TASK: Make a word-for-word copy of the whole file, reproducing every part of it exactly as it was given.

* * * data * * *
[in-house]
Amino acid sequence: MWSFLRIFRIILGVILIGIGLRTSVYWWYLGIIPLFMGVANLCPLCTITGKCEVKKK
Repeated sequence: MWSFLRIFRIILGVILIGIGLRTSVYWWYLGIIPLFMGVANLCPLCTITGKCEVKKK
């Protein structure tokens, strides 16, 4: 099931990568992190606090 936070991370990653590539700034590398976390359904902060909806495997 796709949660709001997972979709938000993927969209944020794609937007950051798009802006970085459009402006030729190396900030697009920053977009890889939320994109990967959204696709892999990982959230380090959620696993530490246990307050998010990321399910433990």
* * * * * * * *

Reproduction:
[in-house]
Amino acid sequence: MWSFLRIFRIILGVILIGIGLRTSVYWWYLGIIPLFMGVANLCPLCTITGKCEVKKK
Repeated sequence: MWSFLRIFRIILGVILIGIGLRTSVYWWYLGIIPLFMGVANLCPLCTITGKCEVKKK
């Protein structure tokens, strides 16, 4: 099931990568992190606090 936070991370990653590539700034590398976390359904902060909806495997 796709949660709001997972979709938000993927969209944020794609937007950051798009802006970085459009402006030729190396900030697009920053977009890889939320994109990967959204696709892999990982959230380090959620696993530490246990307050998010990321399910433990």